Simply Powerful CAM Software

July 20,2022
CAM Software

GibbsCAM will showcase its latest Simply Powerful CAM software at IMTS 2022 in September. GibbsCAM product experts will be in booth #338880 to highlight the powerful new features of version 2023, which is due to be released just weeks after the show. 

GibbsCAM Vice President Nick Spurrett asserts, “We are truly excited to showcase our latest GibbsCAM release. It is packed with features and already receiving really positive reviews from our reseller network and beta program customers.”  

One of the major developments for this version is the introduction of PrimeTurningTM, a high performance turning strategy for Sandvik Coromant and CoroTurn Prime Type A and Type B inserts which allows optimum feed rate adjustment for accurate cutting in either direction.  

GibbsCAM GO Turning can now specify Rake and Back Relief for tool inserts to define the 3D geometry of the tool inserts more accurately. VoluTurn has been updated to include ‘Active Chip Thickness Control’ which allows the manipulation of the maximum thickness of the chips to increase productivity by optimizing cutting feed rates. Also added is an option for Lathe Drilling with counter-rotating tools which instructs the live tooling spindle to turn in the opposite direction at a specified RPM to increase spindle speed and material removal rates.  

The Elliptical Contour process may now be used for elliptical bores inside of solid parts. Thread Turning operations are expanded with Face Threading, Variable Pitch Threading, Multi-pitch, and Position Tool Front options. In addition, a new highly productive tool type, Multifunction Insert Drill, has been added as a periphery insert that can seamlessly switch between turning, lathe drilling, and mill drilling without retraction or tool change motions.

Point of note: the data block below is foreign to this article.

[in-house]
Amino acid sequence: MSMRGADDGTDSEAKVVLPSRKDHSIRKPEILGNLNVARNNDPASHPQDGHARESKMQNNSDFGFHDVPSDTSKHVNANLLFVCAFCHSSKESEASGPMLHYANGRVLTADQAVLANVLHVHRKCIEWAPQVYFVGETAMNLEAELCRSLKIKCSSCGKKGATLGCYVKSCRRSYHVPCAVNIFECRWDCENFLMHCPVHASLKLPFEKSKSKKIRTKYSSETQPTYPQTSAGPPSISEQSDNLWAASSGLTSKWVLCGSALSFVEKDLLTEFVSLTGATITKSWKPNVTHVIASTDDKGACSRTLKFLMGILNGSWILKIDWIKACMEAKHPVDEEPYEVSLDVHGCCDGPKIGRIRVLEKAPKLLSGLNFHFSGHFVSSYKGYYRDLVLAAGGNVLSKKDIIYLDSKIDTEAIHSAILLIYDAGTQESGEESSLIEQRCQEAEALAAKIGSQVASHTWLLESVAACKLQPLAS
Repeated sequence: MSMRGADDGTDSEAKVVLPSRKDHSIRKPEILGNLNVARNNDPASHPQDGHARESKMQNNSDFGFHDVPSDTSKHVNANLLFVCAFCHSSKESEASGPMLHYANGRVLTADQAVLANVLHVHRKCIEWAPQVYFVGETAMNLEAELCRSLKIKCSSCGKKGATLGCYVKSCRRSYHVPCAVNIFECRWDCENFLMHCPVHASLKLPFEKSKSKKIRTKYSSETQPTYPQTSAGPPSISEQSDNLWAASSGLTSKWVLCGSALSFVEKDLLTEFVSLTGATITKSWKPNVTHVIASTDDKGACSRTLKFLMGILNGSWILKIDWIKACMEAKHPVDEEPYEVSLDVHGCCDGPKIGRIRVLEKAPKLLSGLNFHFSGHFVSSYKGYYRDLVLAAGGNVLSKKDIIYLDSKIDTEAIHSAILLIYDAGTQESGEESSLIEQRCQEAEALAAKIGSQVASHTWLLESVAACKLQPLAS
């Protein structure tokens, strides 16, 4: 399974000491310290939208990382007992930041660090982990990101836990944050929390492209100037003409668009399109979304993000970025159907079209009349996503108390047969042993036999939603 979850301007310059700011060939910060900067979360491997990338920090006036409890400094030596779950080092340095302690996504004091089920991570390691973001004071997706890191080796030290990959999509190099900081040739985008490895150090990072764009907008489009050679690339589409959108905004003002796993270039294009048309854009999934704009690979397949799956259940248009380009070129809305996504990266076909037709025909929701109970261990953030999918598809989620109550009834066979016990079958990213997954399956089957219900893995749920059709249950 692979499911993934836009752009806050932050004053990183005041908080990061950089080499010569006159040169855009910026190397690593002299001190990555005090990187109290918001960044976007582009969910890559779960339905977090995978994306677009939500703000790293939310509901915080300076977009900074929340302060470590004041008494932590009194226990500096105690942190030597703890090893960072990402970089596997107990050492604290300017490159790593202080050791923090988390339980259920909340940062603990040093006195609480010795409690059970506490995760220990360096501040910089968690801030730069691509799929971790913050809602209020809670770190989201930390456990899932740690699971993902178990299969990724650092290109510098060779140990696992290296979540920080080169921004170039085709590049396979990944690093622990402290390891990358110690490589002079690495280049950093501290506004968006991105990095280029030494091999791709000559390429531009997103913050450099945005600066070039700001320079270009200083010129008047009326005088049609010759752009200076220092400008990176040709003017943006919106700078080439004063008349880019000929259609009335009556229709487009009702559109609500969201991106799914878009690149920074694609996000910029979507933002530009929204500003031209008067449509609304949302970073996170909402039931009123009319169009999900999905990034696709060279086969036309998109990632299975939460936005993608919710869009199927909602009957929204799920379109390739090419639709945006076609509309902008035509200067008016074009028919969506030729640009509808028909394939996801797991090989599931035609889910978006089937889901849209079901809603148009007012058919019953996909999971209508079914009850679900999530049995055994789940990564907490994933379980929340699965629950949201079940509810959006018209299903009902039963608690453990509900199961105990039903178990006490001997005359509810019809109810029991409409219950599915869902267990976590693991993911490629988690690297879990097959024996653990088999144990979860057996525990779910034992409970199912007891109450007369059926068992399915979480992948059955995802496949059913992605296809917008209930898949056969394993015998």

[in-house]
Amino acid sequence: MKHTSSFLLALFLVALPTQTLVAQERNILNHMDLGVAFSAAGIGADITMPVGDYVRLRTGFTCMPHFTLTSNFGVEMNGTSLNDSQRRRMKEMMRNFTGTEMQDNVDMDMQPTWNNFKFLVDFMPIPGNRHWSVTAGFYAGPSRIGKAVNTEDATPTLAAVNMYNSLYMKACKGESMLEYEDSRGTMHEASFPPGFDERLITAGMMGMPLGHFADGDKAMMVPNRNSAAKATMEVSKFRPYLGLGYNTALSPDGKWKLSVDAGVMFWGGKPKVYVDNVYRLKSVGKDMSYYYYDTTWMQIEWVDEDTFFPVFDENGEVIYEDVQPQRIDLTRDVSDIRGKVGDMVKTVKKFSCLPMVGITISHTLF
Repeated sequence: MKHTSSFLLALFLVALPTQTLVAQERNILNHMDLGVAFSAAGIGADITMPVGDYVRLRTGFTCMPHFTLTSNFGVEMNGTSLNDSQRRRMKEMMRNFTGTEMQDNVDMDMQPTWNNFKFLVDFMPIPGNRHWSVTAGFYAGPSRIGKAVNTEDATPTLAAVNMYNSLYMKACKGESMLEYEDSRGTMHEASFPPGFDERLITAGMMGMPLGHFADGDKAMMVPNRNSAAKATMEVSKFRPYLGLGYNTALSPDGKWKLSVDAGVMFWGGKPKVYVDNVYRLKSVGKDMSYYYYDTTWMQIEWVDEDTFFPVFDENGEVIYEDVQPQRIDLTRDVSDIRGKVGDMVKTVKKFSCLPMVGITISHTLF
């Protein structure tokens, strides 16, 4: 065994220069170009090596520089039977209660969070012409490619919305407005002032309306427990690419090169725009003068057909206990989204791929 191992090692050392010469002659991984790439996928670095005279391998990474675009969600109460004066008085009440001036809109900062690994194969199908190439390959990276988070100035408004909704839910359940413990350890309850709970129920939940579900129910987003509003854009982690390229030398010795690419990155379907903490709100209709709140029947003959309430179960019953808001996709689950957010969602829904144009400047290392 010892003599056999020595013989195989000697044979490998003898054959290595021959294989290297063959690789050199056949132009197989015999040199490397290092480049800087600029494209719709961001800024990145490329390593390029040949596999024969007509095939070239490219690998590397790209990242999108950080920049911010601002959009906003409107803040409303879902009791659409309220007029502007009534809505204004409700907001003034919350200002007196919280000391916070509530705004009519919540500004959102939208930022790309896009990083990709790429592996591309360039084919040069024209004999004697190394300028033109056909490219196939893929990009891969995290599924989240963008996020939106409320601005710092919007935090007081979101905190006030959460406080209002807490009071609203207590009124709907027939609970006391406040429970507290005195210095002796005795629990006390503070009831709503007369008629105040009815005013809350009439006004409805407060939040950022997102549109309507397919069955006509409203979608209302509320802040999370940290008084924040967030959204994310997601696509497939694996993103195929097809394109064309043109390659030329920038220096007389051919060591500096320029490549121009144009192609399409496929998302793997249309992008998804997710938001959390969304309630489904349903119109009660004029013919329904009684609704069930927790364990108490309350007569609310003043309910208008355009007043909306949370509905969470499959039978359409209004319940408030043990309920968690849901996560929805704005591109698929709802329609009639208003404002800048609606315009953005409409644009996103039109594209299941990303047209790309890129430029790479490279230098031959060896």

Cylindrical milling in GibbsCAM 2023 is easier with direct selection of a part slice in the depth axis. Select a closed profile to machine a cylindrical boss or pocket, or select two loops to machine a groove or ring.  

New Spiral Boring cuts a spiral out to the full diameter at each Z step, which increases cutting feed rate and depth due to a more consistent tool load.  

Organizing parts is easier than ever to match the way you work. The ability to earmark parts by work group or  coordinate system, create operation groups, and specify active and inactive operations, helps users to track part information throughout the CAM process.